Malaysian-Australian cook Diana Chan has achieved a lot since winning Masterchef in 2017. She quit her job as an accountant, launched pop-up restaurant Chanteen in Melbourne, filmed two seasons of SBS Food show Asia Unplated (Thursdays, 8pm) and nurtured a long-term relationship with food manufacturer Golden Wok, creating at-home dumpling packs that you’ll find in most supermarkets.
She also hosts a lot of online dumpling masterclasses on Golden Wok’s social media platforms, and a crowd favourite is the pork dumplings in chilli broth. “It is a spicy dish, but to be perfectly honest it looks hotter than it actually tastes,” she tells Broadsheet. “There is a kick to it, but it’s not overpowering.”
A plus with this dish is that you can take it slow in preparing and cooking the dumplings. “Once you’ve made and cooked the dumplings, they can sit aside for a bit and it doesn’t matter if they get slightly cold as the hot chilli broth will bring them back up to temperature.”
The flavours are quite traditional, says Chan, who draws on her Malaysian background while also looking to Thai, Vietnamese, Indian and Chinese influences. “I love the combo in flavours. The pork belly as the mince means the filling is moist and not dry due to the amount of fat present.
“The pork is incredibly flavourful and tender. The chilli adds a fiery depth to the dish and a wonderful flavour sensation when the two elements are combined. Of course, if you can’t handle chilli whatsoever, the dumplings [also] taste great with soy and black vinegar as a dipping sauce.”
For novices, Chan recommends starting with basic dumpling folds and working up to more complicated pleats. How long it takes depends on how much practice you’ve had. “If you’ve not made them before, it may take 45 minutes to an hour, but I think once you’ve folded a couple of dumplings, you get the hang of it and the next one just gets easier and easier.”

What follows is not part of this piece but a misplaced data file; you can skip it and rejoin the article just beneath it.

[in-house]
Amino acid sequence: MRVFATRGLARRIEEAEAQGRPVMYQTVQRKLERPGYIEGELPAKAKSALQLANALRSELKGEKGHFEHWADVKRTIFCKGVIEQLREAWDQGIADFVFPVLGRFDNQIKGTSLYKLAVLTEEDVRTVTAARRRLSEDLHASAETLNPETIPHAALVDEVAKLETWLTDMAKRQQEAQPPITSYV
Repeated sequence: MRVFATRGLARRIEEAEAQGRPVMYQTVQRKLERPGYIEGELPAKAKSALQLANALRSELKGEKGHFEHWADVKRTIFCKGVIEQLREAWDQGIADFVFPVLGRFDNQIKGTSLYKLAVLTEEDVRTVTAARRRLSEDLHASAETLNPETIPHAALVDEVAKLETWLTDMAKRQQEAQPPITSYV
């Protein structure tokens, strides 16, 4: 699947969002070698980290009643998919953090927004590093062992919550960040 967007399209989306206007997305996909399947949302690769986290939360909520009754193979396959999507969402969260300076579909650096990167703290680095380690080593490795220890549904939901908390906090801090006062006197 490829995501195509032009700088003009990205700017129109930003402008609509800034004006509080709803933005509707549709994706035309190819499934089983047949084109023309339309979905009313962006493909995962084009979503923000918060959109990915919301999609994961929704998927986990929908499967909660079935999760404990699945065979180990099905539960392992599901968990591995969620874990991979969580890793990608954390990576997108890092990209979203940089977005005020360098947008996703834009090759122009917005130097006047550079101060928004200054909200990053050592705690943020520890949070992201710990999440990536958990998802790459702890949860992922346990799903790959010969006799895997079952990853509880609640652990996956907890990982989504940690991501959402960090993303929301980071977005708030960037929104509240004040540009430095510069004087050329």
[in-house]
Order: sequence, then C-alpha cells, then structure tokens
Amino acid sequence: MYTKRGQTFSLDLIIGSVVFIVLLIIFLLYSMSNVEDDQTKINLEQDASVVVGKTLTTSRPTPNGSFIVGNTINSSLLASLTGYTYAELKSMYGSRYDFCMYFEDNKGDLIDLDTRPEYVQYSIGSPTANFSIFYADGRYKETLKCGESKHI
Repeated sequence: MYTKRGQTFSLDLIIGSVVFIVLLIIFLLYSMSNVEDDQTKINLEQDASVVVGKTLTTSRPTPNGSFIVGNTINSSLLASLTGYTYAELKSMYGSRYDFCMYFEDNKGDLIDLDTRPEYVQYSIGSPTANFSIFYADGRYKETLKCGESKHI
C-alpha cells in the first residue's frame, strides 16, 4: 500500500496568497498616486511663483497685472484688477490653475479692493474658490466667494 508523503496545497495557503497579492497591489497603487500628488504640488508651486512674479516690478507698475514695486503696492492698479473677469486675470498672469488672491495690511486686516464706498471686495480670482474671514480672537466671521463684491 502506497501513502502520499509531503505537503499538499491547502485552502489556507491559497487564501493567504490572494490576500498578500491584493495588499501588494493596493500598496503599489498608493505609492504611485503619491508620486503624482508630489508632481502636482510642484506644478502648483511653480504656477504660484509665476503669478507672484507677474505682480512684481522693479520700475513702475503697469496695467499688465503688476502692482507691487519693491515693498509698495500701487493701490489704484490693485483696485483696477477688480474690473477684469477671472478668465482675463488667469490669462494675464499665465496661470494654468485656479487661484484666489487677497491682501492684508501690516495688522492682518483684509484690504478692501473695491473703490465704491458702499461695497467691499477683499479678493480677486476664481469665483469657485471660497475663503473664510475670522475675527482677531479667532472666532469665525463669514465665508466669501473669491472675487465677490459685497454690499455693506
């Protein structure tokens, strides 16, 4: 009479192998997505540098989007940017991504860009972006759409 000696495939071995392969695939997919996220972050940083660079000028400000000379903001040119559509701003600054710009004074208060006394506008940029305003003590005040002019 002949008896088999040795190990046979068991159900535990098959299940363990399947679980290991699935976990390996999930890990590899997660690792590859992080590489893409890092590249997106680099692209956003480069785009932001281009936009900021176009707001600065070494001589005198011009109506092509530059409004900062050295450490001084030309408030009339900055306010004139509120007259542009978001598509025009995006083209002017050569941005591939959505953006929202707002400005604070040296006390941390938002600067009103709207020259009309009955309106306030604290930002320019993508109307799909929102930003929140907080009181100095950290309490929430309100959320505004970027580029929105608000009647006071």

You can also adapt the broth to suit your tastes. “The base of a good chilli oil is definitely in two things: the quality of oil you use and also the aromatics you add,” explains Chan. “You can definitely substitute chilli oil ... the only difference is that the crispy chilli oil has the actual flakes in it, which makes it more textural with the crunch. It’s a matter of personal preference.”
Diana Chan’s pork dumplings in chilli broth
Preparation time: 45 minutes
Cooking time: 10 minutes
1 packet store-bought dumpling wrappers (square or round)
250g pork belly mince
3cm ginger, grated
1 shallot, finely diced
½ bunch of coriander stems
1 tbsp Shaoxing wine
½ tbsp sesame oil
Salt to taste
2 cups chicken stock
½ cup crispy chilli oil
2 tbsp Hengshun Chinkiang Vinegar
2 spring onions, thinly sliced (including the green tops)
For the filling, place ingredients into a large mixing bowl. Mix thoroughly to ensure all the ingredients are fully incorporated.
For the chilli broth, bring the stock to a boil and add chilli oil and vinegar.
To prepare the dumplings, add a heaped teaspoon of filling to each square or round wrapper. Wet the edge of one side of the wrapper with water.
Fold the wrapper to close the dumpling and press down along the edge. (It should look like a pillow.) Pick up the wrapped dumpling and fold the two bottom corners together to make a simple wonton shape.
Line a steamer basket with baking paper. Place dumplings in the steamer, ensuring there’s space between each one (you can cook six or eight at a time, depending on the size of the steamer).
Place the steamer over a pot of water. Bring the water to a boil and steam dumplings for 10 minutes. You can use a normal steamer for this or a deep pan with a lid and a trivet.
To serve, place the dumplings in a bowl and pour over the chilli broth. Garnish with spring onions and coriander leaves.
Looking for cooking inspiration? See Broadsheet’s recipe hub.